We truly believe the majority of our projects can be made on any sewing machine, but we also love to showcase our favorite models in order to show you how some of the special features you get as you move up the sewing machine food chain can expand your sewing experience. For this bag, we used the Janome Continental M7 Professional, a top-of-the-line powerhouse with the largest sewing space available for a home-use sewing machine and a newly redesigned motor that provides the strength, reliability, and sheer power to perform flawlessly from start to finish!

If you have just two flat layers of standard quilting cotton to sew, just about anything will get you through. But when you’re working with thicker layers in multiple substrates to construct a three-dimensional project, you need strong needle penetration, precise stitching, and a fabric feeding system engineered to handle whatever comes across that needle plate. The Continental M7 features the Janome AcuFeed™ Flex built-in fabric feeding system. We used it throughout this project.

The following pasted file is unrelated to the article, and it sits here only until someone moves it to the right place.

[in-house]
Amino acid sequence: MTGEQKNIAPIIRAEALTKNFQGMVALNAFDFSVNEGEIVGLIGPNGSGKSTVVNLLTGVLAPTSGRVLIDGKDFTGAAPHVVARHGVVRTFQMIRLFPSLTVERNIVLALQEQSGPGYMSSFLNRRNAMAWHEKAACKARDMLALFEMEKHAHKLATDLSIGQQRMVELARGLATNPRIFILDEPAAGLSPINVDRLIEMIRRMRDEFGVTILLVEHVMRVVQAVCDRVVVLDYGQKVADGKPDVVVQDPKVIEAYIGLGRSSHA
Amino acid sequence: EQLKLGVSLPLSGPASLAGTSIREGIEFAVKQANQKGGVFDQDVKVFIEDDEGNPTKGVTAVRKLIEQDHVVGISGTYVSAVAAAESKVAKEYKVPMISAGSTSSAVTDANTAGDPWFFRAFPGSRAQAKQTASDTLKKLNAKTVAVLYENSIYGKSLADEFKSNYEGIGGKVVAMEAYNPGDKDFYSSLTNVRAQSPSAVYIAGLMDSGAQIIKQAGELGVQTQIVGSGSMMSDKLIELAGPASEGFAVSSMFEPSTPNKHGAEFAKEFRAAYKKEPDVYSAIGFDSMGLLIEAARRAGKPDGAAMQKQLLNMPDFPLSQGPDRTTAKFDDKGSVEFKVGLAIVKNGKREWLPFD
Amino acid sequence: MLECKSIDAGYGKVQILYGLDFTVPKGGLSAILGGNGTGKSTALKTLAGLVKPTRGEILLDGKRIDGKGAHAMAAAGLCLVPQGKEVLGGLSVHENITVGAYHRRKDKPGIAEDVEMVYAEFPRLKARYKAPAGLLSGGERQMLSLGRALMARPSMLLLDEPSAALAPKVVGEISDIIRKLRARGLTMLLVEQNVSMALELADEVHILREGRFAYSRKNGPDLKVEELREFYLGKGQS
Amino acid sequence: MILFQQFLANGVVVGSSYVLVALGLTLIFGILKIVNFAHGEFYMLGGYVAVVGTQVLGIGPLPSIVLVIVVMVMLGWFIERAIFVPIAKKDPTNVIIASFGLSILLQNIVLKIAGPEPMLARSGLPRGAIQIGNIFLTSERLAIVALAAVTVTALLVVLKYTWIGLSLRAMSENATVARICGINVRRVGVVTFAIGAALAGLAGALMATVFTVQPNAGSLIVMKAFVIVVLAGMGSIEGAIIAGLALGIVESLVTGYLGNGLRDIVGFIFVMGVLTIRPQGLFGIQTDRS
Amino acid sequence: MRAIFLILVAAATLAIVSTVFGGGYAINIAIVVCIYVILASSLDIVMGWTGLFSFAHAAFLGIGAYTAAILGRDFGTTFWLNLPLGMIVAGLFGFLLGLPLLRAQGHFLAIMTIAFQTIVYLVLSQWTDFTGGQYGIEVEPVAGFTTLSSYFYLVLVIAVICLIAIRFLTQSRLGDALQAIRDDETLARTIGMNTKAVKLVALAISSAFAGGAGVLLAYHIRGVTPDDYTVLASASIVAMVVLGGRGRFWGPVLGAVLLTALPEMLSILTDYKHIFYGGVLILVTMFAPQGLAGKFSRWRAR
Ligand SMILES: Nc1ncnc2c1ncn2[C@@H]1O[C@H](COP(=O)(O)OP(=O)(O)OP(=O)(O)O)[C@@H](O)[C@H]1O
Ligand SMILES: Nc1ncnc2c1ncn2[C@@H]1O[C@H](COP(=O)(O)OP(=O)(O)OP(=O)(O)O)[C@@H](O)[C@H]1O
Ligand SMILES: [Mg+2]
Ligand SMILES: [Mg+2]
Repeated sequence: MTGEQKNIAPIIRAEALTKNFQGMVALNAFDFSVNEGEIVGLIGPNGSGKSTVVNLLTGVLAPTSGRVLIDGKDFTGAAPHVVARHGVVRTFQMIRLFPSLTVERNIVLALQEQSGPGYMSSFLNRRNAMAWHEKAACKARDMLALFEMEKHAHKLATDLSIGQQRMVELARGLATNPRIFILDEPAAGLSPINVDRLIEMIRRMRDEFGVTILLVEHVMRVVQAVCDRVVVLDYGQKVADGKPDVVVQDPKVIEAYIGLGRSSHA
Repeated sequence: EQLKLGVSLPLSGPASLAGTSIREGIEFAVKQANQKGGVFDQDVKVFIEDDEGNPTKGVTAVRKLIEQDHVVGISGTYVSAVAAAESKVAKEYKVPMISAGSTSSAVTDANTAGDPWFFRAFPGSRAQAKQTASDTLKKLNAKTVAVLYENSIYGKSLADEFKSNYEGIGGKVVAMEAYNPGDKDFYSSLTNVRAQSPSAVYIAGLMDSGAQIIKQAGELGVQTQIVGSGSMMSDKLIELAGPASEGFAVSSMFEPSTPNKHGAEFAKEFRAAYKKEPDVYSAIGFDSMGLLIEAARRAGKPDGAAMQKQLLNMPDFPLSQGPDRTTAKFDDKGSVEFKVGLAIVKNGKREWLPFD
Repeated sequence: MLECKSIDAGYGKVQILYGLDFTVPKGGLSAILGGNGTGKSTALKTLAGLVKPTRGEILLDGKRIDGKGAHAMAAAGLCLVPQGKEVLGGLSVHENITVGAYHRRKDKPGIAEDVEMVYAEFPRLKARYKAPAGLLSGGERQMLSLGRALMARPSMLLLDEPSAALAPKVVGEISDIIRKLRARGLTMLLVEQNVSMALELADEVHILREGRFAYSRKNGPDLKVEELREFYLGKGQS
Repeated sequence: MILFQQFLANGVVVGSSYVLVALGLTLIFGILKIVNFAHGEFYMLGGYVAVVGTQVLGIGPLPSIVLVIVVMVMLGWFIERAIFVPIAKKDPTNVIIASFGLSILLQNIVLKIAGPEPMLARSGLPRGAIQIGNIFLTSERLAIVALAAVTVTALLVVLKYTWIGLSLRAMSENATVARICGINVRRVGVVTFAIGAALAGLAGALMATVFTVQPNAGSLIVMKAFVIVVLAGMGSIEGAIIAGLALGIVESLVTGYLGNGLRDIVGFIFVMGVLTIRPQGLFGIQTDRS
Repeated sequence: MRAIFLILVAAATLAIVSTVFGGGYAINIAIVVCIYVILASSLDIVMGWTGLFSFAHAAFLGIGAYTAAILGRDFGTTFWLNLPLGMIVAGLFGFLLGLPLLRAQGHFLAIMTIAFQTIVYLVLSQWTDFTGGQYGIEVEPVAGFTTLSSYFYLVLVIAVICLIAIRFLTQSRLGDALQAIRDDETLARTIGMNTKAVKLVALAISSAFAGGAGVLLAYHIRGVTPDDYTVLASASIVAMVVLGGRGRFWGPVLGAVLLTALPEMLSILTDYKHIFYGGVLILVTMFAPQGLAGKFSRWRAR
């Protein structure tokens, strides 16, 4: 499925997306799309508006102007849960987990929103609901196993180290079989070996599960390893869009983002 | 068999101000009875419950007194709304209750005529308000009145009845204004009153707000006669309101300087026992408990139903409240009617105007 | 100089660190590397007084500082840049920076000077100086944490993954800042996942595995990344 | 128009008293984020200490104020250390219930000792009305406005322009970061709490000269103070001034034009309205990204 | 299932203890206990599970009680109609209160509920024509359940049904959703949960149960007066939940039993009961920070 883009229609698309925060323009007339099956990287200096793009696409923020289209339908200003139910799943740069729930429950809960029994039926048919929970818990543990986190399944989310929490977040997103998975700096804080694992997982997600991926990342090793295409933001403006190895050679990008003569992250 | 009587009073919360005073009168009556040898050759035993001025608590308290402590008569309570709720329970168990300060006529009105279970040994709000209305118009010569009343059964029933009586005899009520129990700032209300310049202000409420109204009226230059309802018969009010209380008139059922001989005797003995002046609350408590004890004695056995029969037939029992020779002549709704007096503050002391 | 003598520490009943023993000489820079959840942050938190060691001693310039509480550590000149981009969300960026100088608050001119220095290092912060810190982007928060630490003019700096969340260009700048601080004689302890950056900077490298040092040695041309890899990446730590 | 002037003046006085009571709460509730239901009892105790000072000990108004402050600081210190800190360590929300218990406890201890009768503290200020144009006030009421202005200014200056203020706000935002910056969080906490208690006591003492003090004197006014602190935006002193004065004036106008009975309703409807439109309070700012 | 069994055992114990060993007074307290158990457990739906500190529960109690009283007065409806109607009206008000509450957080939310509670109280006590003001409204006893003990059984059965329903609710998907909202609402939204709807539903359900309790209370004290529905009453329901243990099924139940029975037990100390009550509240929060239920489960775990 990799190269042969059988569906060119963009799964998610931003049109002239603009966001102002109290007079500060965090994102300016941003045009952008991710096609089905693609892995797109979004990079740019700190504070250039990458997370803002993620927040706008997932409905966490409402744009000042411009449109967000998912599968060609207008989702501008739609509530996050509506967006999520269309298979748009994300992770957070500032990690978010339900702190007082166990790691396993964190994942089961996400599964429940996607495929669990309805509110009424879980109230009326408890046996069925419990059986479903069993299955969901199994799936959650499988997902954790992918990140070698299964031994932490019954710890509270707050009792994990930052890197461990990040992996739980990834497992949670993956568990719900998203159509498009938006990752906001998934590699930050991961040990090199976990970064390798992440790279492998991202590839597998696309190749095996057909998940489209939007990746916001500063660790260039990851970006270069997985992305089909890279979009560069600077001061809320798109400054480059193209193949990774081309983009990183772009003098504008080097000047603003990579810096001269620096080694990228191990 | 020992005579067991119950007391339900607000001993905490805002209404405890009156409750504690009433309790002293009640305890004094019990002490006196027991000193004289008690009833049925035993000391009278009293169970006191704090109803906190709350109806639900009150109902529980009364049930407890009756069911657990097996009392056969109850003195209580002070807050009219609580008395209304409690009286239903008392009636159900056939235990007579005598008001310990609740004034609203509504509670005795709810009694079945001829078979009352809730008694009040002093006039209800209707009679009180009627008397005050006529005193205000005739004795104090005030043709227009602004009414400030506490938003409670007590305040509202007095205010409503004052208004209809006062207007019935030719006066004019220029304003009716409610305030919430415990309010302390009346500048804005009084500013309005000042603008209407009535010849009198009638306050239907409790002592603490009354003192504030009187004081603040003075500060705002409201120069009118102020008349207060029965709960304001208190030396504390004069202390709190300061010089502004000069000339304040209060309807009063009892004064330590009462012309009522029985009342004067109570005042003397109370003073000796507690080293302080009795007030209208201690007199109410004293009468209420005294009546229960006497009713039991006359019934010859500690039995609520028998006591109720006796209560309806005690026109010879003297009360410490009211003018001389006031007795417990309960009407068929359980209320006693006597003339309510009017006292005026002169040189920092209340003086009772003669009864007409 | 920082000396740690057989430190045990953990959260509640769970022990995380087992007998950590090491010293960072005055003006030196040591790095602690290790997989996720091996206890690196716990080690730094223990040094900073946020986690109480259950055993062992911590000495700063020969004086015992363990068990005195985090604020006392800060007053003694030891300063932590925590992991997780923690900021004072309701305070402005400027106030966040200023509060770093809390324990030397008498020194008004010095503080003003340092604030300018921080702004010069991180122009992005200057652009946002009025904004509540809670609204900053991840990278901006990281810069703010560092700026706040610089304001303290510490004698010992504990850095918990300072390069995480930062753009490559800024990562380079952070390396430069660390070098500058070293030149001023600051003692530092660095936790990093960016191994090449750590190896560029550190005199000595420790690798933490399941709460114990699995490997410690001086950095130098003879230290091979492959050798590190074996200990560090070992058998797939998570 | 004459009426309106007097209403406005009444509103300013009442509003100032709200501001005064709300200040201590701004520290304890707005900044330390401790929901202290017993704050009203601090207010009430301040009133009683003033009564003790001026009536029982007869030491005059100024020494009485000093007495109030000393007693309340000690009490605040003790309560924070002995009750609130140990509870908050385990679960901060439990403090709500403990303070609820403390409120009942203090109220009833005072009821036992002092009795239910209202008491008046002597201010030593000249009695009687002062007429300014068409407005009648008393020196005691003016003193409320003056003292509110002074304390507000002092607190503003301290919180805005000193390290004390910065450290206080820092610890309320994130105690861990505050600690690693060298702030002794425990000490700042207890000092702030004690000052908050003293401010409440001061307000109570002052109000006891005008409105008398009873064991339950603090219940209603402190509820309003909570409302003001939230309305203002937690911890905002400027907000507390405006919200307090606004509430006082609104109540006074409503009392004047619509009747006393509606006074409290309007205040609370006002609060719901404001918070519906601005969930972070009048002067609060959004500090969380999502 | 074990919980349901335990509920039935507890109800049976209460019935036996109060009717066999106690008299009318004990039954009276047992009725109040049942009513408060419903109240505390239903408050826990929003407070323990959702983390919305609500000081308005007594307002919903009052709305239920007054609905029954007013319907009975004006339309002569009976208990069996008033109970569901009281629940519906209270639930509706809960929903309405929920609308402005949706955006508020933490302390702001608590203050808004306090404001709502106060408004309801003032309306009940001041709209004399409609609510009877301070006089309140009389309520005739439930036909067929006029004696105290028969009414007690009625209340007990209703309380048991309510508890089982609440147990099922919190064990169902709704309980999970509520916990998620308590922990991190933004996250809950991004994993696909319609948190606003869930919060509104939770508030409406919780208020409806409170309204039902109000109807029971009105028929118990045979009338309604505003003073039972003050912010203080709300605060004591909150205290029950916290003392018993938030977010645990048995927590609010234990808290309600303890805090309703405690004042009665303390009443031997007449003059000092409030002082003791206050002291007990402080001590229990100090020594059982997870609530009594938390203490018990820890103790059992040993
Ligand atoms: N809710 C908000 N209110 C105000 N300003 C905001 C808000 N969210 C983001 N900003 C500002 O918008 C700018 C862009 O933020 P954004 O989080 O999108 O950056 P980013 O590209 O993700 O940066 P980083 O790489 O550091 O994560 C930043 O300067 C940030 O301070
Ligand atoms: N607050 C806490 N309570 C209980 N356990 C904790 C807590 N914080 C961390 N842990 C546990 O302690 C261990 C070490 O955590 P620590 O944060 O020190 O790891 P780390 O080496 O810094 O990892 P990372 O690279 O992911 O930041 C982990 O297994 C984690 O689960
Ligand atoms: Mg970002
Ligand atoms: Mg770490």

Speaking of those thick layers, we do recommend using a cotton duck or similar for the exterior. Ours is called Vanilla Sky from the organic cotton duck Wildlife collection by Ophelia Pang for Cloud9 Fabrics. The gorgeous white birds are flying across a pink sky, their bright orange beaks catching the rays of the setting sun. It’s and older collection, but you can often find cuts with an online search. Etsy and eBay are good options to find yardage from out-of-print fabrics. And, of course, you can always browse the endless collections that debut each season to find new fabric to use.